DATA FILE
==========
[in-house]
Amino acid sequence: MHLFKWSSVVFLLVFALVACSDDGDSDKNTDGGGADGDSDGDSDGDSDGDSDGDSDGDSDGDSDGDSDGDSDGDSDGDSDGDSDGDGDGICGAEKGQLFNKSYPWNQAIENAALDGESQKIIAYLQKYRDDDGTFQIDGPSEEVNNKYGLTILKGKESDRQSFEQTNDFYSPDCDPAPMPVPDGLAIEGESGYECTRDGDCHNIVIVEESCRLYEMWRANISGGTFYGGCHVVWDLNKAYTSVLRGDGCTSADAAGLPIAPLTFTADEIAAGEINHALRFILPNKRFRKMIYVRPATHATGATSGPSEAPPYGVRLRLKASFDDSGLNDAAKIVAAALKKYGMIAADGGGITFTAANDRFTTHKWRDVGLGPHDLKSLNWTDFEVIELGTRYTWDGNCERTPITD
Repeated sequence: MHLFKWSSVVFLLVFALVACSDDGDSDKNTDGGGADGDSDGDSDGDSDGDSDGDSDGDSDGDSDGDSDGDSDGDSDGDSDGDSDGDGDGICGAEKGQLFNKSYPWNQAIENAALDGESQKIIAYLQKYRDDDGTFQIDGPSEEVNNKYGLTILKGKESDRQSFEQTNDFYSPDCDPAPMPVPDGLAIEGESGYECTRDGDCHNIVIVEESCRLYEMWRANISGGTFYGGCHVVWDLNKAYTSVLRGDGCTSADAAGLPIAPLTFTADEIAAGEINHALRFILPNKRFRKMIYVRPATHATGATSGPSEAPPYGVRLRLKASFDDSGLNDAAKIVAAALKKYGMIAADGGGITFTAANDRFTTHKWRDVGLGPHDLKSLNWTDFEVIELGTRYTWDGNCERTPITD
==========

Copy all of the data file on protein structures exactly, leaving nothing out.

[in-house]
Amino acid sequence: MHLFKWSSVVFLLVFALVACSDDGDSDKNTDGGGADGDSDGDSDGDSDGDSDGDSDGDSDGDSDGDSDGDSDGDSDGDSDGDSDGDGDGICGAEKGQLFNKSYPWNQAIENAALDGESQKIIAYLQKYRDDDGTFQIDGPSEEVNNKYGLTILKGKESDRQSFEQTNDFYSPDCDPAPMPVPDGLAIEGESGYECTRDGDCHNIVIVEESCRLYEMWRANISGGTFYGGCHVVWDLNKAYTSVLRGDGCTSADAAGLPIAPLTFTADEIAAGEINHALRFILPNKRFRKMIYVRPATHATGATSGPSEAPPYGVRLRLKASFDDSGLNDAAKIVAAALKKYGMIAADGGGITFTAANDRFTTHKWRDVGLGPHDLKSLNWTDFEVIELGTRYTWDGNCERTPITD
Repeated sequence: MHLFKWSSVVFLLVFALVACSDDGDSDKNTDGGGADGDSDGDSDGDSDGDSDGDSDGDSDGDSDGDSDGDSDGDSDGDSDGDSDGDGDGICGAEKGQLFNKSYPWNQAIENAALDGESQKIIAYLQKYRDDDGTFQIDGPSEEVNNKYGLTILKGKESDRQSFEQTNDFYSPDCDPAPMPVPDGLAIEGESGYECTRDGDCHNIVIVEESCRLYEMWRANISGGTFYGGCHVVWDLNKAYTSVLRGDGCTSADAAGLPIAPLTFTADEIAAGEINHALRFILPNKRFRKMIYVRPATHATGATSGPSEAPPYGVRLRLKASFDDSGLNDAAKIVAAALKKYGMIAADGGGITFTAANDRFTTHKWRDVGLGPHDLKSLNWTDFEVIELGTRYTWDGNCERTPITD